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Joost and Schulman do a terrific job of staging this vertiginous sequence.
It works as the ultimate bad dream of peer pressure — the notion that is how far someone will go to please her followers.
Vee’s first official dare is to visit a diner and kiss a stranger for five seconds, and once she gets there she sets her sights on Ian (Dave Franco), whose face is buried behind a paperback copy of “To the Lighthouse.” That turns out to be no coincidence. The follow-up dare involves her pairing off with Ian, who choppers her into Manhattan, where the two stop off at Bergdorf Goodman and — next dare — she tries on a skimpy couture dress that looks like it was made out of a crushed emerald-green Christmas ornament.
On Facebook, Vee had listed Virginia Woolf’s novel as her all-time favorite. Then their clothes get stolen (which turns out to be the dare of someone else).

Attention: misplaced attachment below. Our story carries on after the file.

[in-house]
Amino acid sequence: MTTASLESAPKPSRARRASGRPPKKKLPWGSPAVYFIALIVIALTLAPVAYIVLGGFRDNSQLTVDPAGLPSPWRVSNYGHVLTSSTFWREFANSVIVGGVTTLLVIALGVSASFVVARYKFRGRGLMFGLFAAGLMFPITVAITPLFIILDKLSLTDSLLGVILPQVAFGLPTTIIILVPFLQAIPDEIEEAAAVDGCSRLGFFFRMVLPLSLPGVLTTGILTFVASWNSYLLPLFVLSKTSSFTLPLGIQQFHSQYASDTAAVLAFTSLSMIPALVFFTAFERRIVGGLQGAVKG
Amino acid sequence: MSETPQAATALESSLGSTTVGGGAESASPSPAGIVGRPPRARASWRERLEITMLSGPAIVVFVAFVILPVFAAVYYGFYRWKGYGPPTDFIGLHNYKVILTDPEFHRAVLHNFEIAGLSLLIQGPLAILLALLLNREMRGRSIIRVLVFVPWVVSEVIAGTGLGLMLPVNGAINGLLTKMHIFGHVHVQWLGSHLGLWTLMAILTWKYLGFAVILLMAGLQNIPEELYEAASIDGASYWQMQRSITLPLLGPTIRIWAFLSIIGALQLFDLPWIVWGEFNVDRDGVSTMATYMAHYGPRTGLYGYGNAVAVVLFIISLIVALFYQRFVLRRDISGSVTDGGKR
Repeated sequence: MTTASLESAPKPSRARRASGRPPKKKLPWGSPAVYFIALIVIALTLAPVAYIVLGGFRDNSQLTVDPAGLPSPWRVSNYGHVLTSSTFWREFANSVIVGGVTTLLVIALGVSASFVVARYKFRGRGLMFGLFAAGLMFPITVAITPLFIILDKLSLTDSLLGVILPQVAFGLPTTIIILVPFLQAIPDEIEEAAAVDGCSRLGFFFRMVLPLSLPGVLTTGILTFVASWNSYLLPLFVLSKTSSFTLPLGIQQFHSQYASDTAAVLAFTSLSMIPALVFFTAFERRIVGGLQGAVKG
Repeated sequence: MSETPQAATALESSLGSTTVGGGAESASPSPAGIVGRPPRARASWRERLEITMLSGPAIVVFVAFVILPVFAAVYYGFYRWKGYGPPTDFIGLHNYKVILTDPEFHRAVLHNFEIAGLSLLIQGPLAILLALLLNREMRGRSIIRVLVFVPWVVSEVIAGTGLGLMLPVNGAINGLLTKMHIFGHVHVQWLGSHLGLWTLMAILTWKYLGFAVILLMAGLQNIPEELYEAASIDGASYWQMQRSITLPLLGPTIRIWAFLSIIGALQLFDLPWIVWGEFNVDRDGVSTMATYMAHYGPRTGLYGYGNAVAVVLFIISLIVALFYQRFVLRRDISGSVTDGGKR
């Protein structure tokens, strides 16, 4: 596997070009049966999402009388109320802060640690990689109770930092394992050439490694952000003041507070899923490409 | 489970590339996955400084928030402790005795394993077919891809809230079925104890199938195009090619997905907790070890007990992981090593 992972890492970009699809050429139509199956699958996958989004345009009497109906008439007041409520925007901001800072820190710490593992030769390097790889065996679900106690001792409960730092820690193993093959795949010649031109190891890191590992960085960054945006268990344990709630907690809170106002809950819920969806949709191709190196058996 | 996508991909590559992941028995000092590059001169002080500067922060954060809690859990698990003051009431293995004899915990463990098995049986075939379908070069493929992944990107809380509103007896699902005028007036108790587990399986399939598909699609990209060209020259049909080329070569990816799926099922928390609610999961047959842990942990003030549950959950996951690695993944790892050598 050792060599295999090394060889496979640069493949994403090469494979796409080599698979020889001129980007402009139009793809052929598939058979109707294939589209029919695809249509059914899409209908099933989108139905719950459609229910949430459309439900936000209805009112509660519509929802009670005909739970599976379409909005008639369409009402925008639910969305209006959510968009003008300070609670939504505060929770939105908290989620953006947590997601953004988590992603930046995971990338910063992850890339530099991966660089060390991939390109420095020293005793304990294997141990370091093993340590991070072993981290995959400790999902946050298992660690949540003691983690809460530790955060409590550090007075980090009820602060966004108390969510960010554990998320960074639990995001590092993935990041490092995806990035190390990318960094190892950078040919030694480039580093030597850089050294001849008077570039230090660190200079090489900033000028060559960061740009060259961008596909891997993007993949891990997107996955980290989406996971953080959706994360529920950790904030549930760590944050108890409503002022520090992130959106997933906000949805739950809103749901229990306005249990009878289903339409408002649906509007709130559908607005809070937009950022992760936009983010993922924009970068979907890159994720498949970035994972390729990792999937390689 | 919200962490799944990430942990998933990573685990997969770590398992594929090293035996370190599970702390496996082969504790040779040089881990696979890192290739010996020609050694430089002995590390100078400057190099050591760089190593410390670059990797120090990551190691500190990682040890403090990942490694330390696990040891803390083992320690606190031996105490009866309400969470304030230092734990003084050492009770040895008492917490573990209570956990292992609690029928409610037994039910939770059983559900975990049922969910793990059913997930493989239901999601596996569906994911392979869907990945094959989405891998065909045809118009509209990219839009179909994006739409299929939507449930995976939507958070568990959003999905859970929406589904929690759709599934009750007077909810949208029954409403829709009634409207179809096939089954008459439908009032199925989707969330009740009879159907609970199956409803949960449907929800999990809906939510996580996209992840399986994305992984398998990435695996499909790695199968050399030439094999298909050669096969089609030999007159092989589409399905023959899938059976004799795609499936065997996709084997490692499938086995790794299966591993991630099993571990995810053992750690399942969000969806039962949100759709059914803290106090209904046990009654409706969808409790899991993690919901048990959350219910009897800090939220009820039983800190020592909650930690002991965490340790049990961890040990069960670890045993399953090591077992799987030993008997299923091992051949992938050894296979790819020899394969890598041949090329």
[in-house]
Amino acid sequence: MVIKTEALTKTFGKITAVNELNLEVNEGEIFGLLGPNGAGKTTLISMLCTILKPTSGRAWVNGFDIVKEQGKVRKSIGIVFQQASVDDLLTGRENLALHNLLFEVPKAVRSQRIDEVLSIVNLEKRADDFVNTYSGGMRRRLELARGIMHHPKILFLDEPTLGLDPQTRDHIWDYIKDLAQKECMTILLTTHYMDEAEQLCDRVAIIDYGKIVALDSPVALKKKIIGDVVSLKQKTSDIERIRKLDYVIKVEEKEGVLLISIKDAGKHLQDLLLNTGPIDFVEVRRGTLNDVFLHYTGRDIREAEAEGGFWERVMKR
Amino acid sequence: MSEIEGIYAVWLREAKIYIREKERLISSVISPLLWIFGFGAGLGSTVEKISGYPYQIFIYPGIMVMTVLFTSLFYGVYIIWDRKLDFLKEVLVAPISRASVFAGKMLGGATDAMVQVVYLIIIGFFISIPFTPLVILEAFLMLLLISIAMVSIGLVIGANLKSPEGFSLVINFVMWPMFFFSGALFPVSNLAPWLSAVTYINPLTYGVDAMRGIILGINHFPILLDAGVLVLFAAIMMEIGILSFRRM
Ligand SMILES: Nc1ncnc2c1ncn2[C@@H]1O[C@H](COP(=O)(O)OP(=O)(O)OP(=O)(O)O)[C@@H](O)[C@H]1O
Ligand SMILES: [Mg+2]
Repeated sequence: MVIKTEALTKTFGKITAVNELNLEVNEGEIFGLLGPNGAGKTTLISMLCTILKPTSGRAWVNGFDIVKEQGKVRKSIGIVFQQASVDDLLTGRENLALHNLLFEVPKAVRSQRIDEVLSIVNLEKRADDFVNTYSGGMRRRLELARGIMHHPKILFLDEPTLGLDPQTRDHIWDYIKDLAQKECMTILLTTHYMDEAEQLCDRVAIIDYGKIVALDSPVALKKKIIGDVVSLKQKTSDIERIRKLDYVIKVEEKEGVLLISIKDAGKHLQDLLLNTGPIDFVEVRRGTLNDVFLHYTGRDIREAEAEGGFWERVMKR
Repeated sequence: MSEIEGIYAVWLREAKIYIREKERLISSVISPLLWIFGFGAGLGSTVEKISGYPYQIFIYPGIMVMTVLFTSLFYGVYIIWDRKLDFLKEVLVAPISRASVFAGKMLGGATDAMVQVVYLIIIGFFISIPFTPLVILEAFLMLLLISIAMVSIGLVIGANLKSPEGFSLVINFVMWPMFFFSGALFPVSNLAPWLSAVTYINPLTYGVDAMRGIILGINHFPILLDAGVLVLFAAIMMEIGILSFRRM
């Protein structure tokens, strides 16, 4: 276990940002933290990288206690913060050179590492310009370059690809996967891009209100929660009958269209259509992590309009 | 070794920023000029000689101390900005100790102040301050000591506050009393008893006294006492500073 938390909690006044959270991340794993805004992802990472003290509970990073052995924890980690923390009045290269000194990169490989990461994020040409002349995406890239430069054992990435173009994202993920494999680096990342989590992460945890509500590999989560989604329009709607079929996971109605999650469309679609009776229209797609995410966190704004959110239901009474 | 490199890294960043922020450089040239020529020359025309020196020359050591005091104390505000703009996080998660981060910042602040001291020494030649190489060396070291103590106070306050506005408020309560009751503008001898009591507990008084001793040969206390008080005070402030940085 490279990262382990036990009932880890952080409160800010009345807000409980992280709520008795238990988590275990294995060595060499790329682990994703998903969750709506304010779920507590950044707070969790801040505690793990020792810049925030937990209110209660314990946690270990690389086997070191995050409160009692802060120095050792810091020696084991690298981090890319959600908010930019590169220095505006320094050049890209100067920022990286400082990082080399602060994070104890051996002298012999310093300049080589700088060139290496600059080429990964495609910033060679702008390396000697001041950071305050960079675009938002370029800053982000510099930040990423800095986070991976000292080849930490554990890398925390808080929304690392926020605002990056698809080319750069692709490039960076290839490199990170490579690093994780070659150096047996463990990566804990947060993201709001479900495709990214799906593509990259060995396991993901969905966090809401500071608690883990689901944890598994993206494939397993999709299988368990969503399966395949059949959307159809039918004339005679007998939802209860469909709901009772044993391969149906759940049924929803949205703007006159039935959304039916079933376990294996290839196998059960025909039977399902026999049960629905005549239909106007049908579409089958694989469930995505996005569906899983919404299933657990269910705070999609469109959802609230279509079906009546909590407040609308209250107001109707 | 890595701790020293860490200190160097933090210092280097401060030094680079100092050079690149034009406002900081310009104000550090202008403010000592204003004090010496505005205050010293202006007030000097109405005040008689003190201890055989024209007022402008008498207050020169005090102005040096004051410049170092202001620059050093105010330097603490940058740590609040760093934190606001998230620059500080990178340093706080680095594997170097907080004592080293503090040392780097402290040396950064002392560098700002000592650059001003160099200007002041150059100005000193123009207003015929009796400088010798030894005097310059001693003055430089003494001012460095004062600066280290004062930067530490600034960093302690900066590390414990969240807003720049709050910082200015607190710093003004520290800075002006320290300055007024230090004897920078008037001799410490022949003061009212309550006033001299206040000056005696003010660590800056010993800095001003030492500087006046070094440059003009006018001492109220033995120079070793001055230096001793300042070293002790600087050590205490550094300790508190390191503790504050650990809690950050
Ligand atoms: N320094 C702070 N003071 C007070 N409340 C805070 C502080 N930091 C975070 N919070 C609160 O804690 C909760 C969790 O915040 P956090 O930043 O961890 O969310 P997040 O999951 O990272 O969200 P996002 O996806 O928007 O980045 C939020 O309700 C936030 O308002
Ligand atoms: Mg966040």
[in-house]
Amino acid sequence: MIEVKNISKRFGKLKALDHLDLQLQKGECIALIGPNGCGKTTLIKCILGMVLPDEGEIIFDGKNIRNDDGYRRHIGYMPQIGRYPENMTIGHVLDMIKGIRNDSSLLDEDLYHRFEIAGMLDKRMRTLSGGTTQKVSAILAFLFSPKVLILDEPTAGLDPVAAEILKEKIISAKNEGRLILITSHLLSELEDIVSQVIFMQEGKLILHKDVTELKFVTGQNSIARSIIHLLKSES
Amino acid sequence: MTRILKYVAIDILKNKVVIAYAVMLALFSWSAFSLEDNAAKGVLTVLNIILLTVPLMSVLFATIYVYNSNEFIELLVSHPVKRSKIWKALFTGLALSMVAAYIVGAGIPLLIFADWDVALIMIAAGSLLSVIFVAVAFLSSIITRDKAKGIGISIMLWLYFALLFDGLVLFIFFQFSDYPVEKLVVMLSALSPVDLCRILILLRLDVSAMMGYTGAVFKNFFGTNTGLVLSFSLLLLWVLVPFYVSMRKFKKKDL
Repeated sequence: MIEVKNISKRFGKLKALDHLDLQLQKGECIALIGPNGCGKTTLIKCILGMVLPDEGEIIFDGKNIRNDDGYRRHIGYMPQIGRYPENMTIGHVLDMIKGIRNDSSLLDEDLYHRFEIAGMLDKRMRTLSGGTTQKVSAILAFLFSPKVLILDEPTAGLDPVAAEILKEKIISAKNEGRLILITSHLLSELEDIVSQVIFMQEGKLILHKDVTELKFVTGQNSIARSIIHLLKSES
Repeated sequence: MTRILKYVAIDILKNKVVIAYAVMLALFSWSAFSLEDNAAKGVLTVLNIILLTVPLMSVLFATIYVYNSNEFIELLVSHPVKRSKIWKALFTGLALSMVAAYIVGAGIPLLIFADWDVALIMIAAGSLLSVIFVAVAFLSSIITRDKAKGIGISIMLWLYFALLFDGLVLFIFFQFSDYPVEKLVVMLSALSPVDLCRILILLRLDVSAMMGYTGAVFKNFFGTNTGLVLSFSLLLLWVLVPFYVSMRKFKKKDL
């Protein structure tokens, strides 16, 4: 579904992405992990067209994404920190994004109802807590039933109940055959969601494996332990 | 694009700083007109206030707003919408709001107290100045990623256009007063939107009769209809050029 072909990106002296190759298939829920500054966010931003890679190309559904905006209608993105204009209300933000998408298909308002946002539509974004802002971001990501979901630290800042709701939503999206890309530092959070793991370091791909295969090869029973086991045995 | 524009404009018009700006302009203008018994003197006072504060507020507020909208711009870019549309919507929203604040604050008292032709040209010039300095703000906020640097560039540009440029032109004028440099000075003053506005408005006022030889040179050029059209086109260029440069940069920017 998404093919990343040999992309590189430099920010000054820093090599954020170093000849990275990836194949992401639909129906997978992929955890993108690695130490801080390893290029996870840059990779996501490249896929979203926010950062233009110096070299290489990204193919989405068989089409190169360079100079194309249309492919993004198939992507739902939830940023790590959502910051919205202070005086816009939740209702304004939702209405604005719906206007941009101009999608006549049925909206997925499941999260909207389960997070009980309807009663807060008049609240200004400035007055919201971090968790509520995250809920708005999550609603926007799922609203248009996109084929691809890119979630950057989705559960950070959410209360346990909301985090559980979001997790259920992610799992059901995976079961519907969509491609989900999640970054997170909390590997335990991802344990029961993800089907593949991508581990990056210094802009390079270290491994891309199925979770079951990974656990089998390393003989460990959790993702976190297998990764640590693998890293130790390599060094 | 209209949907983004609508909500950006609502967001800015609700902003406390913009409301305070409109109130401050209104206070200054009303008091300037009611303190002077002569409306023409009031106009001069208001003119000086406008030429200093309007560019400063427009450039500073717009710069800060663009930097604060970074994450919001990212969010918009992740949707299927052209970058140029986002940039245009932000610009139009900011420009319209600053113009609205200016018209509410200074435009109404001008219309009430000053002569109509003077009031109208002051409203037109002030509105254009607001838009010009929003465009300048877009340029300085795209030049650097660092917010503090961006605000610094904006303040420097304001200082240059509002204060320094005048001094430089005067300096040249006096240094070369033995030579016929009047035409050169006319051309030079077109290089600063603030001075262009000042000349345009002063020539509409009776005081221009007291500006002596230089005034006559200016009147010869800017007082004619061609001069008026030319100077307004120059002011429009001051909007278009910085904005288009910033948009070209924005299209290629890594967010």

Some scenes are super cringe worthy and left me feeling uncomfortable about my movie picking skills.The participants compete with each other to win the grand prize as the dares get tougher.Things get worse when the tasks get increasingly dangerous and lives are at stake.But they’re also the ones controlling the whole thing.They think up the dares and become a live audience for them on their phones and computers, choosing to follow this or that player. At “Nerve,” we are entertained (sort of), by a concoction that’s basically a B-movie scavenger hunt with a soupcon of “relevance.” It’s like an update of the 1997 David Fincher thriller “The Game,” only with an ominous hint of that feels more like “The Purge.” “Nerve,” let’s be clear, isn’t a movie to take seriously, yet its fast lunge at topicality — the way it uses the contest at its center as a lightning-rod metaphor for how young adults interact in the digital age — is part of what’s fun about it.